July 21, 2024


General Attorneys

Incorporating Referenced Documents in Wills

2 min read

Incorporating Referenced Documents in Wills

A testator, or creator of a will or trust, may be faced with some difficulty when trying to connect the various parts of their estate. Whether owning a large estate with multiple types of property or a modest, well-saved sum, the agreements and documents that make up a person’s property do not always fit within a single testament. Instead, some of these supplementary documents need to be referenced within the will in order to more accurately divide up an estate. The process of achieving such a task is known as incorporation by reference.

Incorporation by reference is a common law practice that enjoys wide usage across most American jurisdictions. However, it suffers from some of the same legal reservations that testaments themselves suffer from. This means that the law has established some standards that must be met before the testament can be tethered to another document.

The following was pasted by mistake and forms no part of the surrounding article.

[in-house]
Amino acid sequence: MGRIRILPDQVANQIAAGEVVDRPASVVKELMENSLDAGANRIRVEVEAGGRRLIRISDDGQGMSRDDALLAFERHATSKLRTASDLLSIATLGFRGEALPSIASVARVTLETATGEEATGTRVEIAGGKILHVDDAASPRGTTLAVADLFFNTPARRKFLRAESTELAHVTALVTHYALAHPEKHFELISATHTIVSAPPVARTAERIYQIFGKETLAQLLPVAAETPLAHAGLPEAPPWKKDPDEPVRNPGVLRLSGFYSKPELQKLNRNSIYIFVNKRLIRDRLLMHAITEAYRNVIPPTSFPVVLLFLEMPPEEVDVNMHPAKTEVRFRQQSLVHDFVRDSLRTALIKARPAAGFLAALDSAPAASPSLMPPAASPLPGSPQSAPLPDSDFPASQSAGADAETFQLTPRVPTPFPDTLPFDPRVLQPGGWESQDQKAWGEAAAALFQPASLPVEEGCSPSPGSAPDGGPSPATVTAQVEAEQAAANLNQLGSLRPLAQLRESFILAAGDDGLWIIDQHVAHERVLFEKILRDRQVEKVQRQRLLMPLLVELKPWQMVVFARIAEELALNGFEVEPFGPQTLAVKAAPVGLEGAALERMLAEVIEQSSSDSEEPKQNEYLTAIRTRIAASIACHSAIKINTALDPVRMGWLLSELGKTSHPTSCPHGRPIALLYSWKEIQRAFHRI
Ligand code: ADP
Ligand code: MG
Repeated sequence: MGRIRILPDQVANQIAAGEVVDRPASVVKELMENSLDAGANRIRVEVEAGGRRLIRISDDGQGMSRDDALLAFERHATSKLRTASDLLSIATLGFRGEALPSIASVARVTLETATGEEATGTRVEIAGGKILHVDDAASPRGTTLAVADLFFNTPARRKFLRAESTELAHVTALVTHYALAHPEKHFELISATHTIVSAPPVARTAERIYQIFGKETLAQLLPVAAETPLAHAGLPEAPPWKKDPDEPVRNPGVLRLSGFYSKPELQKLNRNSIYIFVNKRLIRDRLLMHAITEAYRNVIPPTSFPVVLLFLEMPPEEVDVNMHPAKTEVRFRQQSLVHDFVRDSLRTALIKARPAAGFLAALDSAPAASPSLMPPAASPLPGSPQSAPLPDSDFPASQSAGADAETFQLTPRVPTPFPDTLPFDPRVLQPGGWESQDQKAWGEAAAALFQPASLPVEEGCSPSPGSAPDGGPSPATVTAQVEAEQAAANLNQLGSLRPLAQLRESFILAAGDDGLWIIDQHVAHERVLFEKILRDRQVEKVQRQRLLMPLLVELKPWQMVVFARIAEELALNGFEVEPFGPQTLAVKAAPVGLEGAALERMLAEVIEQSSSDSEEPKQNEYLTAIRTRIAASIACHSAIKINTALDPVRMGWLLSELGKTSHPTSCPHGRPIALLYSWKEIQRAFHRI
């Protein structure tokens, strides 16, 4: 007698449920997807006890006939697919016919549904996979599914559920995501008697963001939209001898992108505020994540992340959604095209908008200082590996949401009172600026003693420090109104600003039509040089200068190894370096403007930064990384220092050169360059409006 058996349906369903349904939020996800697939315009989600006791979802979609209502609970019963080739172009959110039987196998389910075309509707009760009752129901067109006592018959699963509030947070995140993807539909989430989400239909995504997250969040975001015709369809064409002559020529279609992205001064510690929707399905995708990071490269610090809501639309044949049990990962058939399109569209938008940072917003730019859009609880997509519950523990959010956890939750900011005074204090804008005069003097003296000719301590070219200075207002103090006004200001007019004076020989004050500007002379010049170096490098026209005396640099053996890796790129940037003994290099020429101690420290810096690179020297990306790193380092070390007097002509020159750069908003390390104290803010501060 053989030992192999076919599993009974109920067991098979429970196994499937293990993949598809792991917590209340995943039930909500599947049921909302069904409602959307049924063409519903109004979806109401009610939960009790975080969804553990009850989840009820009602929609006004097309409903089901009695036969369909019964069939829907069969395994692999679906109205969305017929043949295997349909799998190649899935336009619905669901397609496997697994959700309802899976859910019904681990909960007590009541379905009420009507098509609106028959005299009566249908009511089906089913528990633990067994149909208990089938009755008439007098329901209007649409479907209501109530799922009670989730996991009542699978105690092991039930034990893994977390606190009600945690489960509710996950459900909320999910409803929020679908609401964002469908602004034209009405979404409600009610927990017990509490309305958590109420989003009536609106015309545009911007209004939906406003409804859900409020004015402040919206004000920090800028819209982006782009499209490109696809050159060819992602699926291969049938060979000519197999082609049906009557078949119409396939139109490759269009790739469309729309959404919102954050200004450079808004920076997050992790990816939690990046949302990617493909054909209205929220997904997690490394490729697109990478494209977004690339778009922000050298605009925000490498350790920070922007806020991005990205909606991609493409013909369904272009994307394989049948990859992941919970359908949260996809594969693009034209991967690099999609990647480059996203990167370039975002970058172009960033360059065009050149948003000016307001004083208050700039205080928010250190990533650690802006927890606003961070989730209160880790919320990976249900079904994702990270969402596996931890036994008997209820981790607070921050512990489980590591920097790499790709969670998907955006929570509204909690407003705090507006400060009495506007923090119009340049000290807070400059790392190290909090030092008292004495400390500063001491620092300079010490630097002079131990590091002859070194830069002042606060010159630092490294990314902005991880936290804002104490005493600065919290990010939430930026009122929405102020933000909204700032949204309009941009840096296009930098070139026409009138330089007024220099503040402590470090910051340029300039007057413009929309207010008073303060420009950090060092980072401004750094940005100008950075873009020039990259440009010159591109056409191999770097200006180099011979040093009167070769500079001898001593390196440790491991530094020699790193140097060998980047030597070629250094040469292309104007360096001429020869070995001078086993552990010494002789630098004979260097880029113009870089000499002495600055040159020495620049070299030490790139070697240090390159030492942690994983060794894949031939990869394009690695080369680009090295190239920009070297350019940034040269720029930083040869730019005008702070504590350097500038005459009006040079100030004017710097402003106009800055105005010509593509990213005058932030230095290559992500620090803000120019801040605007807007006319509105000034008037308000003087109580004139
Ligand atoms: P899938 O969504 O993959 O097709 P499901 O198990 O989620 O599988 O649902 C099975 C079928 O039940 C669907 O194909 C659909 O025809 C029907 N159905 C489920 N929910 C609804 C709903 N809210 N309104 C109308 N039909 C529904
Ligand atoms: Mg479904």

As with the testament, the intention of the testator must be proven and preserved. A referenced document or agreement must be clearly linked to the testament according to the intention of the testator. This means that a document will not be considered a part of the will if it referenced by accident, or without sufficient proof that the testator meant to join the two.

In addition to intention, the proof itself is an important part of the process. A testament will not be joined to another document if the testament does not very specifically name the accompanying document. In addition to this, the testator’s signature must be present on the joined document to prove its legitimacy.

Finally, a referenced document cannot be drafted after the testament is created. Although this is to protect the integrity of the testament’s more contentious properties, changing or creating the referenced document after the testament is permitted with personal properties. Real estate and funds are considered more problematic than dividing up chairs, jewelry, and other personal possessions, generally speaking.

To learn more about referencing documents in a testament, contact an estate planning attorney.

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